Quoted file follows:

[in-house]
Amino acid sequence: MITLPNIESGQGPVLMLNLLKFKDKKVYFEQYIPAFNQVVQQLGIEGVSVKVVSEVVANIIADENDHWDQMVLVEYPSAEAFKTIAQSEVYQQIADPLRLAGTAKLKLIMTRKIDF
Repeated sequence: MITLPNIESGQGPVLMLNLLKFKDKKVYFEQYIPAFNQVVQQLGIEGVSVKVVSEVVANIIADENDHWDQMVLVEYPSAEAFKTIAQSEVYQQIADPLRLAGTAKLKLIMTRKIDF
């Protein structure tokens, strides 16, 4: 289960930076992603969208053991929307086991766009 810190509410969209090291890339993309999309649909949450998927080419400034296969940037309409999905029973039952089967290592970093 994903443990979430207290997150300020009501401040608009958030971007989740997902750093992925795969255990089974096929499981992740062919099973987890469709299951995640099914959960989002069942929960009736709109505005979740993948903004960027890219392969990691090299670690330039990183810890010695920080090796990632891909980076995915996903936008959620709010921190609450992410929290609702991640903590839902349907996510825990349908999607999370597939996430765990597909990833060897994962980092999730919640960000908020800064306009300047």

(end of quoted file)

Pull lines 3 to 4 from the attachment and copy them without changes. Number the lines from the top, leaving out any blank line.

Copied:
Repeated sequence: MITLPNIESGQGPVLMLNLLKFKDKKVYFEQYIPAFNQVVQQLGIEGVSVKVVSEVVANIIADENDHWDQMVLVEYPSAEAFKTIAQSEVYQQIADPLRLAGTAKLKLIMTRKIDF
């Protein structure tokens, strides 16, 4: 289960930076992603969208053991929307086991766009 810190509410969209090291890339993309999309649909949450998927080419400034296969940037309409999905029973039952089967290592970093 994903443990979430207290997150300020009501401040608009958030971007989740997902750093992925795969255990089974096929499981992740062919099973987890469709299951995640099914959960989002069942929960009736709109505005979740993948903004960027890219392969990691090299670690330039990183810890010695920080090796990632891909980076995915996903936008959620709010921190609450992410929290609702991640903590839902349907996510825990349908999607999370597939996430765990597909990833060897994962980092999730919640960000908020800064306009300047």